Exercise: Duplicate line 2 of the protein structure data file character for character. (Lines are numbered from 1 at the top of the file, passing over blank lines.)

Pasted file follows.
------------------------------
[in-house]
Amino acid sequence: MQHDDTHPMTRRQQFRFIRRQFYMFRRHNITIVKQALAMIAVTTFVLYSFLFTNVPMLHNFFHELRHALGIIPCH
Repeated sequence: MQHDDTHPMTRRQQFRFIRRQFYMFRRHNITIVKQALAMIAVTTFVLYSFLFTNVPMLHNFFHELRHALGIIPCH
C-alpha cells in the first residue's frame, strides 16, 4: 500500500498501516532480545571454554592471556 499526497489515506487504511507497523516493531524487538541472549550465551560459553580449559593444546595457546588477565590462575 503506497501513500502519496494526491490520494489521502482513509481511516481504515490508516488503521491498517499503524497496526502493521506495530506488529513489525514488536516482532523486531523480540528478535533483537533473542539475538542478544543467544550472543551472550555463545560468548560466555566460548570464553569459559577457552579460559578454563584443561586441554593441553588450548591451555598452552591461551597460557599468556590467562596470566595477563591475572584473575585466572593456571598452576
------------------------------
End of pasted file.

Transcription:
Amino acid sequence: MQHDDTHPMTRRQQFRFIRRQFYMFRRHNITIVKQALAMIAVTTFVLYSFLFTNVPMLHNFFHELRHALGIIPCH